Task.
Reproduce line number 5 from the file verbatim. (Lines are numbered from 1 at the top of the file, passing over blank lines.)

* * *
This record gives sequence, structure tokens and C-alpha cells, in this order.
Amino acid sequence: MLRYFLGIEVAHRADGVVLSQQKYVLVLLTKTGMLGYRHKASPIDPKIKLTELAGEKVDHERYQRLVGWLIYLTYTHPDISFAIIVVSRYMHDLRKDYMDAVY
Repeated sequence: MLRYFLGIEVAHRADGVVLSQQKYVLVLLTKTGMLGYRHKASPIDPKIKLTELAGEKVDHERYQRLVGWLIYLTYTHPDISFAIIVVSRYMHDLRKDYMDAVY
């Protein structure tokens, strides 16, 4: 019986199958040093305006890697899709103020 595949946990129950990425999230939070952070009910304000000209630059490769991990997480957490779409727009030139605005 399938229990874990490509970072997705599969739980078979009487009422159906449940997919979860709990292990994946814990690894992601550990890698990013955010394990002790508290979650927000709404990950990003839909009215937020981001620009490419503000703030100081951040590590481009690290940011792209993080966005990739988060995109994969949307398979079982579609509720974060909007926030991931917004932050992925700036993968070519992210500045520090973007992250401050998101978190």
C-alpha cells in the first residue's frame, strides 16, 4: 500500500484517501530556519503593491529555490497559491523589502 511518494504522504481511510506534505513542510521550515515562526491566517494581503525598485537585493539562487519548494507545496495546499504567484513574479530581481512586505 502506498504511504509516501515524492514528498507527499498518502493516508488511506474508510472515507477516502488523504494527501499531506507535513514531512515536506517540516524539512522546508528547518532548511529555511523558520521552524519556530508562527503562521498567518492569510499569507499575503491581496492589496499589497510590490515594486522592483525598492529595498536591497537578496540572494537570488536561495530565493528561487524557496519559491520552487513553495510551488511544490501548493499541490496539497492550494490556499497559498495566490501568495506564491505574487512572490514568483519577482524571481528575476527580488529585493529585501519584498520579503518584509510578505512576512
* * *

C-alpha cells in the first residue's frame, strides 16, 4: 500500500484517501530556519503593491529555490497559491523589502 511518494504522504481511510506534505513542510521550515515562526491566517494581503525598485537585493539562487519548494507545496495546499504567484513574479530581481512586505 502506498504511504509516501515524492514528498507527499498518502493516508488511506474508510472515507477516502488523504494527501499531506507535513514531512515536506517540516524539512522546508528547518532548511529555511523558520521552524519556530508562527503562521498567518492569510499569507499575503491581496492589496499589497510590490515594486522592483525598492529595498536591497537578496540572494537570488536561495530565493528561487524557496519559491520552487513553495510551488511544490501548493499541490496539497492550494490556499497559498495566490501568495506564491505574487512572490514568483519577482524571481528575476527580488529585493529585501519584498520579503518584509510578505512576512